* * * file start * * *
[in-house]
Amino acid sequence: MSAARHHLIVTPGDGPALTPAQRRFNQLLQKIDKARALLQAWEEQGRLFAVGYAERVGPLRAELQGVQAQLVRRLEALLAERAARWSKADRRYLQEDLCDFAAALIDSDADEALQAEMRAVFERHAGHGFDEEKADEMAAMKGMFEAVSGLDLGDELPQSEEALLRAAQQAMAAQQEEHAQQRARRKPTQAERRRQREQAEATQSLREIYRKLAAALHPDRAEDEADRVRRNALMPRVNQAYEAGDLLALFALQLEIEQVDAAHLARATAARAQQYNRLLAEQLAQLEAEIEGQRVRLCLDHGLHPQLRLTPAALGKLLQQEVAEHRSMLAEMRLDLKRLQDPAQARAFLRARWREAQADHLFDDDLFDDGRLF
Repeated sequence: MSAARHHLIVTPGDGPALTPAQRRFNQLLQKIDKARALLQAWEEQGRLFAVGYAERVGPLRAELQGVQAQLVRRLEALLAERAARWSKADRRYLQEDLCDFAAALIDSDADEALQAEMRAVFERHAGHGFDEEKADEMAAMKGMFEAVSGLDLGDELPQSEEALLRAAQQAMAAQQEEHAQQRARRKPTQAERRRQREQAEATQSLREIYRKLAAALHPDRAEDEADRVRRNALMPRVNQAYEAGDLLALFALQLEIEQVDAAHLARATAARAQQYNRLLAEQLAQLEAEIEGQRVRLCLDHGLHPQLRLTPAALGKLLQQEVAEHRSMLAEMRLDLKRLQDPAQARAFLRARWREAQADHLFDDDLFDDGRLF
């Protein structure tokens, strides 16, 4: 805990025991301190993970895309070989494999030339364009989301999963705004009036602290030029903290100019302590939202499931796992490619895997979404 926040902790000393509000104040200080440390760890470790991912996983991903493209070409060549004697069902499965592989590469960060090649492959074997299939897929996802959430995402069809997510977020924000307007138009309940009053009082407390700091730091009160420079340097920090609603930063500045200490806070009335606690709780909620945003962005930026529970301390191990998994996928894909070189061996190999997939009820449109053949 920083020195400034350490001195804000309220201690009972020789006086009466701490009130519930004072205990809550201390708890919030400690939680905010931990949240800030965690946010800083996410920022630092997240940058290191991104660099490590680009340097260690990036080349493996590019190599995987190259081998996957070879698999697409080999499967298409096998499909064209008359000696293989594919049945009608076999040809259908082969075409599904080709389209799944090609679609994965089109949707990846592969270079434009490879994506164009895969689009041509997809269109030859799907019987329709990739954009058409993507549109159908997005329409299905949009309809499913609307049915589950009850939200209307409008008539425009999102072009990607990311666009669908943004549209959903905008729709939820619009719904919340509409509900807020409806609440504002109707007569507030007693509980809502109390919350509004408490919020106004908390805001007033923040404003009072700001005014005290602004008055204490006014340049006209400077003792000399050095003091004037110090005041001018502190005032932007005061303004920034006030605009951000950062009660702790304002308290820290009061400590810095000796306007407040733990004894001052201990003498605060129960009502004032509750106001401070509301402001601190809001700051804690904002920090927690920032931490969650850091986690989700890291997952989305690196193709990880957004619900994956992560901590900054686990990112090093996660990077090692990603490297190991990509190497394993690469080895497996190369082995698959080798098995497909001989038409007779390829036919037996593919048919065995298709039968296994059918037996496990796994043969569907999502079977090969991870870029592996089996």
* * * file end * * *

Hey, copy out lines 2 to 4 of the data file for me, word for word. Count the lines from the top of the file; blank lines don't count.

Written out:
Amino acid sequence: MSAARHHLIVTPGDGPALTPAQRRFNQLLQKIDKARALLQAWEEQGRLFAVGYAERVGPLRAELQGVQAQLVRRLEALLAERAARWSKADRRYLQEDLCDFAAALIDSDADEALQAEMRAVFERHAGHGFDEEKADEMAAMKGMFEAVSGLDLGDELPQSEEALLRAAQQAMAAQQEEHAQQRARRKPTQAERRRQREQAEATQSLREIYRKLAAALHPDRAEDEADRVRRNALMPRVNQAYEAGDLLALFALQLEIEQVDAAHLARATAARAQQYNRLLAEQLAQLEAEIEGQRVRLCLDHGLHPQLRLTPAALGKLLQQEVAEHRSMLAEMRLDLKRLQDPAQARAFLRARWREAQADHLFDDDLFDDGRLF
Repeated sequence: MSAARHHLIVTPGDGPALTPAQRRFNQLLQKIDKARALLQAWEEQGRLFAVGYAERVGPLRAELQGVQAQLVRRLEALLAERAARWSKADRRYLQEDLCDFAAALIDSDADEALQAEMRAVFERHAGHGFDEEKADEMAAMKGMFEAVSGLDLGDELPQSEEALLRAAQQAMAAQQEEHAQQRARRKPTQAERRRQREQAEATQSLREIYRKLAAALHPDRAEDEADRVRRNALMPRVNQAYEAGDLLALFALQLEIEQVDAAHLARATAARAQQYNRLLAEQLAQLEAEIEGQRVRLCLDHGLHPQLRLTPAALGKLLQQEVAEHRSMLAEMRLDLKRLQDPAQARAFLRARWREAQADHLFDDDLFDDGRLF
């Protein structure tokens, strides 16, 4: 805990025991301190993970895309070989494999030339364009989301999963705004009036602290030029903290100019302590939202499931796992490619895997979404 926040902790000393509000104040200080440390760890470790991912996983991903493209070409060549004697069902499965592989590469960060090649492959074997299939897929996802959430995402069809997510977020924000307007138009309940009053009082407390700091730091009160420079340097920090609603930063500045200490806070009335606690709780909620945003962005930026529970301390191990998994996928894909070189061996190999997939009820449109053949 920083020195400034350490001195804000309220201690009972020789006086009466701490009130519930004072205990809550201390708890919030400690939680905010931990949240800030965690946010800083996410920022630092997240940058290191991104660099490590680009340097260690990036080349493996590019190599995987190259081998996957070879698999697409080999499967298409096998499909064209008359000696293989594919049945009608076999040809259908082969075409599904080709389209799944090609679609994965089109949707990846592969270079434009490879994506164009895969689009041509997809269109030859799907019987329709990739954009058409993507549109159908997005329409299905949009309809499913609307049915589950009850939200209307409008008539425009999102072009990607990311666009669908943004549209959903905008729709939820619009719904919340509409509900807020409806609440504002109707007569507030007693509980809502109390919350509004408490919020106004908390805001007033923040404003009072700001005014005290602004008055204490006014340049006209400077003792000399050095003091004037110090005041001018502190005032932007005061303004920034006030605009951000950062009660702790304002308290820290009061400590810095000796306007407040733990004894001052201990003498605060129960009502004032509750106001401070509301402001601190809001700051804690904002920090927690920032931490969650850091986690989700890291997952989305690196193709990880957004619900994956992560901590900054686990990112090093996660990077090692990603490297190991990509190497394993690469080895497996190369082995698959080798098995497909001989038409007779390829036919037996593919048919065995298709039968296994059918037996496990796994043969569907999502079977090969991870870029592996089996």